Do­ing it the hard way

A 4X4 ad­ven­ture is not about the des­ti­na­tion, but about how you get there.

The Star Malaysia - Star2 - - Front Page - By PAUL SI

FIRST-TIME visi­tors to Sarawak are of­ten sur­prised by the many four-wheel-drive ve­hi­cles (4x4s) they see upon step­ping out of the air­port. If they travel fur­ther afield than the ma­jor ci­ties and towns, they soon un­der­stand why.

As the qual­ity of the roads drop with in­creas­ing dis­tance from ur­ban cen­tres, so rises the ubiq­ui­tous 4X4s that are the lifeblood of the lo­cals, fer­ry­ing ev­ery­thing: peo­ple, gro­ceries, oil palm fruit, drums of fuel and even live buf­faloes!

With grow­ing af­flu­ence, more peo­ple can now af­ford to own cars, and the pre­ferred choice is the ver­sa­tile 4X4 dou­ble-cab pickup. The run­away mar­ket leader is the Toy­ota Hilux, which have be­come so pop­u­lar that its name has be­come the generic term for all other pick­ups, re­gard­less of brand.

The abil­ity of th­ese hardy 4X4s to reach re­mote places with un­paved roads or tracks al­lows the more ad­ven­ture-minded types to ex­plore the pre­vi­ously less-ac­ces­si­ble parts of this big and still largely jun­gle-cov­ered state.

Sig­na­ture event

The Sarawak 4X4 Travel and Ad­ven­ture Club (Sakta) was born about a decade ago, bring­ing to­gether a bunch of like-minded peo­ple in their quest for for­ays into the wild.

Sarawakians have long re­lied on 4X4s for their es­sen­tial trans­porta­tion needs. But the state has lagged be­hind neigh­bour­ing Sabah and even the more-de­vel­oped Penin­sula in or­gan­is­ing large-scale, high-pro­file 4X4 events or ex­pe­di­tions such as the fa­mous Bor­neo Sa­fari (held for over 25 years in Sabah) and the Penin­sula’s Rain­for­est Chal­lenge.

Sakta in­tends to make amends with the an­nual Sarawak 4X4 Jam­boree. This was first held on a mod­est scale last year with the suc­cess­ful sec­ond edi­tion com­pleted re­cently.

“Sarawak may be the last fron­tier in 4X4 ad­ven­ture, if only be­cause we are late in de­vel­op­ing a sig­na­ture event,” Sakta pres­i­dent Taip Sobeng said, “But we are up and run­ning now.”

The 2nd Sarawak 4X4 Jam­boree brought to­gether some 130 par­tic­i­pants in nearly 60 Land Cruis­ers, Land Rovers and, of course, nu­mer­ous “hiluxes”, from all over Sarawak, and also from In­done­sia, Brunei and even Aus­tralia. Their mis­sion: to ex­plore the jun­gles and rivers of Be­tong Di­vi­sion, be­tween the towns of Sri Aman and Sara­tok.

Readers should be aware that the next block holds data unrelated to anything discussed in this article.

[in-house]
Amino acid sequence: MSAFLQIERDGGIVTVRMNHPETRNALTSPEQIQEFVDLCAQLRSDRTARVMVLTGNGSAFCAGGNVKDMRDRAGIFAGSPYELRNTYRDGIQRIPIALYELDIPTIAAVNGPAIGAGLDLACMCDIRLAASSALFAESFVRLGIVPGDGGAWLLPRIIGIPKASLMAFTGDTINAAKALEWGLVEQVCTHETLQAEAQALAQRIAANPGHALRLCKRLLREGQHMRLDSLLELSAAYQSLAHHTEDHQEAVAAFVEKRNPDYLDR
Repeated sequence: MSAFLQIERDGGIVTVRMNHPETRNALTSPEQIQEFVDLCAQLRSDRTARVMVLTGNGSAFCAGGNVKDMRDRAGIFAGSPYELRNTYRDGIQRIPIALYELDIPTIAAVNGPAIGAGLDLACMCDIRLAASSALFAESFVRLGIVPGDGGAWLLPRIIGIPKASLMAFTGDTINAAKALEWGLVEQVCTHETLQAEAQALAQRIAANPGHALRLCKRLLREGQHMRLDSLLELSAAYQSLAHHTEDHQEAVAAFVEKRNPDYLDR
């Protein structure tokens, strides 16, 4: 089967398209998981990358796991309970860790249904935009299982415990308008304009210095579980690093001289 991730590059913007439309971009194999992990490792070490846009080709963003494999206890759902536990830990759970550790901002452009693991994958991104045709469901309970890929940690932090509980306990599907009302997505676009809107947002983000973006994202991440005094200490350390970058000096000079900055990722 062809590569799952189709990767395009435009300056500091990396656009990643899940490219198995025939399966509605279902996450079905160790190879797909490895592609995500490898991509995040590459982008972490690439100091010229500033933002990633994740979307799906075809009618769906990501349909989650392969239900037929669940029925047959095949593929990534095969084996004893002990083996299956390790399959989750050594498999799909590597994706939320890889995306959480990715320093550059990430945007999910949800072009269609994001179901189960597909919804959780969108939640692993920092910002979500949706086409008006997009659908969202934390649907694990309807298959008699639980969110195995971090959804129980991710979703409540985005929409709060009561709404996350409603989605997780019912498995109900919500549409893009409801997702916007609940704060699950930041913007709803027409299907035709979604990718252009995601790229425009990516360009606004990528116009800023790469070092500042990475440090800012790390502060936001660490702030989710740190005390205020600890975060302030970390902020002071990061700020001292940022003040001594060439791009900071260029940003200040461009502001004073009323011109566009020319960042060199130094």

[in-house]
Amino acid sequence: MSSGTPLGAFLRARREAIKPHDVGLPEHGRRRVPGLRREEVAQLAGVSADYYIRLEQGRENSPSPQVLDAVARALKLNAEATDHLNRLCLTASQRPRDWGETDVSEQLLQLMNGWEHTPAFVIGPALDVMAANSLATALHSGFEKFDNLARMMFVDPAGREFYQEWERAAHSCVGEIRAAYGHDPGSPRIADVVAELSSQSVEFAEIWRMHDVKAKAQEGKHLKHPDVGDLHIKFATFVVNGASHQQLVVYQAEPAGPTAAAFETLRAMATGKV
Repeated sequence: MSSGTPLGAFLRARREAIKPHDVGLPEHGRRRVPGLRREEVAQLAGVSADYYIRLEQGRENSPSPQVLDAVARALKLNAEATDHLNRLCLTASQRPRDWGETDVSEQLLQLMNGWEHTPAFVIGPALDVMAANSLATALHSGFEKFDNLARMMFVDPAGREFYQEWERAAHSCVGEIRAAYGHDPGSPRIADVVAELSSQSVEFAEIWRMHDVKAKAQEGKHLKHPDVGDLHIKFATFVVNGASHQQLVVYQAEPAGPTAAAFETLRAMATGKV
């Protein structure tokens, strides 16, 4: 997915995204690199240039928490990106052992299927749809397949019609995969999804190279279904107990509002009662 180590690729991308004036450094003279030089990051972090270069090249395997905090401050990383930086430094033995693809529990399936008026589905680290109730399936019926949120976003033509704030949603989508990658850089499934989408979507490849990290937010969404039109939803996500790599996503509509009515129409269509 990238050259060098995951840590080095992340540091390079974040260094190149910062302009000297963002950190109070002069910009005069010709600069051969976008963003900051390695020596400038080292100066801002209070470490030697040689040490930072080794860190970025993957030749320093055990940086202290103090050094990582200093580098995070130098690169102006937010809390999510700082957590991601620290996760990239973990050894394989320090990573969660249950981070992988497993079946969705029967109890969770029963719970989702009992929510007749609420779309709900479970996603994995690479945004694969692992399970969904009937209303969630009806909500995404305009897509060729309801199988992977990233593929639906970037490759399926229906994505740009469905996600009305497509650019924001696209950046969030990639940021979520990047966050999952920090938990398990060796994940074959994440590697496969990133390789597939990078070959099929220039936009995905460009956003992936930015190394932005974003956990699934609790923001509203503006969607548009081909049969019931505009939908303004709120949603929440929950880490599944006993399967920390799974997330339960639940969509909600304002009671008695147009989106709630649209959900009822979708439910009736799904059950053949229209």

While it is or­di­nar­ily an easy two-hour drive from Sri Aman to Sara­tok, a 4X4 event is never so much about get­ting from point A to B, as it is about the jour­ney, about the road less trav­elled, or go­ing where there is no road at all.

Storm be­fore the lull

With heavy, per­sis­tent rains pour­ing down in the pre­ced­ing fort­night, there were equal mea­sures of ap­pre­hen­sion and ex­cite­ment as

the flag off date drew near.

There had been re­ports of swollen rivers, flood­ing and land­slides, all of which could wreak havoc on the planned route. But it would also mean plenty of slippery mud and hard driv­ing, which was ex­actly what 4X4 en­thu­si­asts were look­ing for­ward to.

How­ever, as it turned out, Day 1 dawned bright and sunny, and the fair weather re­mained through­out the four-day ex­pe­di­tion, un­til it was al­most all over. The hard­core driv­ers came pre­pared to cope with al­most ev­ery con­ceiv­able chal­lenge – ex­cept fair weather and firm tracks!

Still, there were enough stretches of mud and steep as­cents and de­scents to get the adrenalin buzzing, and the trails were tough enough to keep the MacGyver-like me­chan­ics busy with im­pro­vised re­pairs to keep the cars go­ing.

While the jour­ney might have been deemed easy by off-road stan­dards, there were enough dra­matic in­ci­dents to re­mind ev­ery­one that noth­ing could be taken for granted when go­ing off-road.

When the con­voy stopped for a break, one driver parked his ve­hi­cle a lit­tle too close to the edge of the track, and the soft ground be­neath his heavy ve­hi­cle crum­bled, send­ing it tum­bling on its side.